As the efforts to roll back the U.S. Affordable Care Act has progressed, what has emerged even further is the resistance from “we the people” – resistance that has, in no uncertain terms, changed the conversation. So even though we hear, every day, another jaw-dropping bit of news that threatens democracy world-wide, it is vitally important that we shift our gaze and energy to continuing whatever actions we can do to sustain our public voices. As Bernie Sanders stated in a recent interview with The Guardian –
“This is what they [the people] should do,” he says, pumping out the Bern. “They should take a deep reflection about the history of this country, understand that absolutely these are very difficult and frightening times. But also understand that in moments of crisis, what has happened, time and time again, is that people have stood up and fought back. So despair is absolutely not an option.”” (source)
Our “Declaration of Solidarity and Resistance” continues to draw supporters – not only from nurses but from many others who join us in declaring the values that motivate our actions – actions that are not only important as acts of resistance to the current political trends to damage health and well-being, but actions to affirmatively promote and protect health and well-being for those we serve. Our Declaration informs our deep reflection – reflection on the historical stand that nurses have taken for decades, and reflection on the political courage to step forward to act – to resist, and to build a future based on these values!
We welcome your stories, photos, videos – anything that you can share that shows what you are doing! If you are sending a postcard to the White House on March 15th, send us a photo of your card! If you are attending a rally, send us a photo or a video! Write about your reflections, and ways that you are shifting away from despair! We want to hear from YOU!
We recently received a message from Suzanne Fontanesi in Baltimore, sharing a letter she is sending to her Senator asking them to shadow a nurse to inform their health care debate by seeing reality up close and personal. She has given us permission to post the letter here so that other nurses can follow through with their senators as well!
Dear Senator _______,
I am a nurse writing to you on behalf of tens of thousands of my fellow nurses, who are deeply concerned about the possibility of Americans losing health care coverage. Before the Senate votes to repeal and/or replace of the Affordable Care Act, Congress members should be very clear eyed about who will be impacted, and how that impact will shape lives.
Nurses are ranked as the most trusted professionals in the nation. Members of Congress are ranked among the least trusted. In the eyes of the American public, nurses have distinguished themselves as moral, responsible and compassionate professionals. One important practice among nurses is that of ”shadowing”. Before committing to a workplace, a nurse spends time observing at close hand, the minute to minute reality of the people they will be serving.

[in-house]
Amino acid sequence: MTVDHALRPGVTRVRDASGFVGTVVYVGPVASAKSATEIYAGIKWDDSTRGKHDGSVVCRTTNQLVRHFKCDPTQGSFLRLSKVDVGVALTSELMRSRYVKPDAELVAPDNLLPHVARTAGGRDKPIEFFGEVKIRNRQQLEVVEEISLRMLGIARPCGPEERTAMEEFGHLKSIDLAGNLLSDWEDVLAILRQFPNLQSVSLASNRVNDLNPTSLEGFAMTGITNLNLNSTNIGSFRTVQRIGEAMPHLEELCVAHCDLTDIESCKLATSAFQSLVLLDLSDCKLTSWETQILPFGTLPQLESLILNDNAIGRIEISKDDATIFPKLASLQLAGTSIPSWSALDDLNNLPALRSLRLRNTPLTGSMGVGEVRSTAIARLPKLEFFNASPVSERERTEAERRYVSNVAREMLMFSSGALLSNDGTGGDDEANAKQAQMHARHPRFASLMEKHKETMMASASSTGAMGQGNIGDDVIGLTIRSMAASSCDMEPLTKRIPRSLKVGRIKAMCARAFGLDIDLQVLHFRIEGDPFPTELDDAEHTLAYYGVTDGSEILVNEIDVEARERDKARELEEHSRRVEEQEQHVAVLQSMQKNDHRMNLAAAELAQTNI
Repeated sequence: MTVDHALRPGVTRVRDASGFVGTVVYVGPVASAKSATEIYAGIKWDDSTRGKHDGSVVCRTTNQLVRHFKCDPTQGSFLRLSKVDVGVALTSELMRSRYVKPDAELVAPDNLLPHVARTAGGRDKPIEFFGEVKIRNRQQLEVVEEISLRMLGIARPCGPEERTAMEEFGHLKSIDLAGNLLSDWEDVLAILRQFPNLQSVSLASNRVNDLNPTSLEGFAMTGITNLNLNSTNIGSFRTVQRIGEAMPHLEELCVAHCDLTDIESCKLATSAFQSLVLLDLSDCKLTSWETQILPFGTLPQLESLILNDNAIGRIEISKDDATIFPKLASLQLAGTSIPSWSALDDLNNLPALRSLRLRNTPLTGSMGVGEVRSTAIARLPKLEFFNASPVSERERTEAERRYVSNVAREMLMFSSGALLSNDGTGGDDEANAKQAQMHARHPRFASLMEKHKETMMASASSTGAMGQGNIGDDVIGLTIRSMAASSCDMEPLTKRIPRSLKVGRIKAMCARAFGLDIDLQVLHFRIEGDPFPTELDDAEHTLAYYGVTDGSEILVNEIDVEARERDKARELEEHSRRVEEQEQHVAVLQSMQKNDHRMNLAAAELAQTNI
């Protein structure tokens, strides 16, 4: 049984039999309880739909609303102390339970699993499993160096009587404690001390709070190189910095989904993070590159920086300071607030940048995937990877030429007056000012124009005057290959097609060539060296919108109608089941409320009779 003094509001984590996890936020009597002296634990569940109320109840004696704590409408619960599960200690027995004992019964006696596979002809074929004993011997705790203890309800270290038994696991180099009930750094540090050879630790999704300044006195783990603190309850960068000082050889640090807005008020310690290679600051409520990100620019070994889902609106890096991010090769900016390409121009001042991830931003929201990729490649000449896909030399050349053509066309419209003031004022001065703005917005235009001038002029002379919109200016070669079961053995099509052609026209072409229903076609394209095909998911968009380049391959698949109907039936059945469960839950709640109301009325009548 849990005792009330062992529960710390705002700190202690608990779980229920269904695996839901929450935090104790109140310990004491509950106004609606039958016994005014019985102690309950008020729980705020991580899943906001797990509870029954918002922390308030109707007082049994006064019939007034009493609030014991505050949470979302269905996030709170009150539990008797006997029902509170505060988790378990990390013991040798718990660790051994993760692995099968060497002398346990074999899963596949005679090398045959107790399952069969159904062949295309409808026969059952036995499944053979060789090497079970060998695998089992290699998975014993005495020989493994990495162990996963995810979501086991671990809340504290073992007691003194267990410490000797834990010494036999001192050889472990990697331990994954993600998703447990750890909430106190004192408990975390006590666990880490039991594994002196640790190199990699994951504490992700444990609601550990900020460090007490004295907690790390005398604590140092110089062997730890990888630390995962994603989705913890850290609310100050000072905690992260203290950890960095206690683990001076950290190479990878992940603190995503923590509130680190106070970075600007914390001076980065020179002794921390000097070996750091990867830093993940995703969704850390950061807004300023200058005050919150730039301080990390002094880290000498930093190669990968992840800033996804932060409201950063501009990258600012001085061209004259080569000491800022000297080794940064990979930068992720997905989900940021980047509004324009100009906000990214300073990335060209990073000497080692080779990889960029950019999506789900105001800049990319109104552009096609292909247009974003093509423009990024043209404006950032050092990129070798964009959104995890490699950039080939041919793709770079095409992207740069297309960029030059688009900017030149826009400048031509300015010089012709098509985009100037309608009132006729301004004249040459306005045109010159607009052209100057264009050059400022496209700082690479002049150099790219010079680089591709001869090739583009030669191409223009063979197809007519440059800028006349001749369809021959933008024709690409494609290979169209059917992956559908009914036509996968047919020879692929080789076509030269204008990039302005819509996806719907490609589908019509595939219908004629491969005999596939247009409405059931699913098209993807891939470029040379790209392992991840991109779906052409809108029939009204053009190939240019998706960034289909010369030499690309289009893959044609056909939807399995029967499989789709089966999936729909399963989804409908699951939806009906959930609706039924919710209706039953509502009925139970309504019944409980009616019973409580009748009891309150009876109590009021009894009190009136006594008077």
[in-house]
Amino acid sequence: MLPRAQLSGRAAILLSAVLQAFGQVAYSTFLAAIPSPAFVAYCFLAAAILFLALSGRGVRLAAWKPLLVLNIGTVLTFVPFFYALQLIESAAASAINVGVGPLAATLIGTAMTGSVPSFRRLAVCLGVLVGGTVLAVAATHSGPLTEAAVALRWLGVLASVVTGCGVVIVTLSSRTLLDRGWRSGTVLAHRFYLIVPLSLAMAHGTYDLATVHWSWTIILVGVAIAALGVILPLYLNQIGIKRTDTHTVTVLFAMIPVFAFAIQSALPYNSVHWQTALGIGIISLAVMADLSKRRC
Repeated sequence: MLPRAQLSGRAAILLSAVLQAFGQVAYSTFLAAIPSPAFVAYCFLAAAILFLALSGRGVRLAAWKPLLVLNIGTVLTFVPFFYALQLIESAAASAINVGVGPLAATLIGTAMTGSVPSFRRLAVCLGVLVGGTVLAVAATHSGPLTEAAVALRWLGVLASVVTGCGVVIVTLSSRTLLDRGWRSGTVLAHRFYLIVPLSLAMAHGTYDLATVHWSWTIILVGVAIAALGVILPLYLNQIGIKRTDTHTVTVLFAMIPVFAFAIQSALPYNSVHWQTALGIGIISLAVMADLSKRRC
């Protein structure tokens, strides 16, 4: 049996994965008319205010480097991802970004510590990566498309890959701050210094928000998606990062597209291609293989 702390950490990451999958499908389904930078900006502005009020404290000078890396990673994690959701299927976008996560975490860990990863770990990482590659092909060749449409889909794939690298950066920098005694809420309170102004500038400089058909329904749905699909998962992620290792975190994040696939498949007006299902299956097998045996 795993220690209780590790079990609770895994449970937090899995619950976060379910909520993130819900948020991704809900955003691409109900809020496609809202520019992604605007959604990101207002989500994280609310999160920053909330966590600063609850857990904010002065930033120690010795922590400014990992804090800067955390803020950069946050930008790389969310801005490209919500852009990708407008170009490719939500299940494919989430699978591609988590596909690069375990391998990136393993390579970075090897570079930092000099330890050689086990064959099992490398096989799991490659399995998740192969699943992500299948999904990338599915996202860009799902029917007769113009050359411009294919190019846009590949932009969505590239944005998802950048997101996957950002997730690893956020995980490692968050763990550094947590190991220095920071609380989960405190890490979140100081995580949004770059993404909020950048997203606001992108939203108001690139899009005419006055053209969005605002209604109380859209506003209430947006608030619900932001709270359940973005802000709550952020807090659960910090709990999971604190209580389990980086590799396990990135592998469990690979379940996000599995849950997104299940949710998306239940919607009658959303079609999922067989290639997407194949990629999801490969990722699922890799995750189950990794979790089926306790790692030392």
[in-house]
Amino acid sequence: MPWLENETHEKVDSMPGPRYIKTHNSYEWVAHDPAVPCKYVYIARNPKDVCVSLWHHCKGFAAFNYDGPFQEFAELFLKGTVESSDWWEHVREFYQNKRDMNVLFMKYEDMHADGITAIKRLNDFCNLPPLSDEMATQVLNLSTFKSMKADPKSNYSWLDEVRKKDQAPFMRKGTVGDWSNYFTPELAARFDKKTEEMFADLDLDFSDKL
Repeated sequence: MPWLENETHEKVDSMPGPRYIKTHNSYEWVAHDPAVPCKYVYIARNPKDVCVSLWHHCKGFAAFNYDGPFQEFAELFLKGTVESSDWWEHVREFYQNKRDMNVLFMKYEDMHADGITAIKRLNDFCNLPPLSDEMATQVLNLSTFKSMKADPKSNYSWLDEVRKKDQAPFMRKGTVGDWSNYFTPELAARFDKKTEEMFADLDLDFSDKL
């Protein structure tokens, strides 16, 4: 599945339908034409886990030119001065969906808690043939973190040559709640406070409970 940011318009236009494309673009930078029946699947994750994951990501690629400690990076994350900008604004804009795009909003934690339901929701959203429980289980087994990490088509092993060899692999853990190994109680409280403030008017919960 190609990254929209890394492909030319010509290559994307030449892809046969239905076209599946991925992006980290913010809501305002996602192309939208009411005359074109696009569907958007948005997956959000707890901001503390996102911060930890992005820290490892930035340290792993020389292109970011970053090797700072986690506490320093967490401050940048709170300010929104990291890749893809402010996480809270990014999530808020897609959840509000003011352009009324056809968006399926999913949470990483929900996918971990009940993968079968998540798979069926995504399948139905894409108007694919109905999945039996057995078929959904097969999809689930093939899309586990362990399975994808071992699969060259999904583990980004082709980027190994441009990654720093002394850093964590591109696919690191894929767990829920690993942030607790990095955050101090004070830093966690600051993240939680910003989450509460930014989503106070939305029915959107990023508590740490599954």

Senators have great responsibility and many demands on their time, which function to keep them at a distance from many of the realities of daily life for the average American, not to mention the most vulnerable.
On behalf of the American people, I am inviting every United States Senator to spend a full work day shadowing a nurse, prior to voting on the repeal of the ACA. I ask them to observe a full work day, not as honored guests, but as quiet and anonymous observers in settings where nurses are caring for vulnerable Americans. Go with an open mind and ask questions.
I am requesting that you pause and take in the reality with your own eyes, ears and noses. Then, you may more legitimately resume the debate that will shape the lives of the most vulnerable millions of Americans. Regardless of party affiliation or political ideology, each Senator will bring relevant, firsthand information to the conversation.
Among 100 Senators, you will have collectively taken in the reality at schools, nursing homes, hospital emergency rooms, community mental health clinics, churches, drug treatment centers, and homeless shelters. Only then can you look us in the eyes and say that you understand our lives.
Please share this request with your fellow Senators. I will be happy to facilitate a shadow day for you or any of your colleagues.
Thank you for your consideration,
Your contact information
This morning I heard from a nurse in Seattle asking this question in response to our advocacy alert inviting comments on the proposed rules weakening the Affordable Care Act – “How can I be sure that my writing, calling and speaking up against these changes to ACA don’t actually encourage them to cut more? They seem to take our protests as success on their parts.” This is a terrific question, and it is one that plagues all of us from time to time! Here is my response – and I invite everyone to add your comments to this post – to help all of us focus on our determination to resist!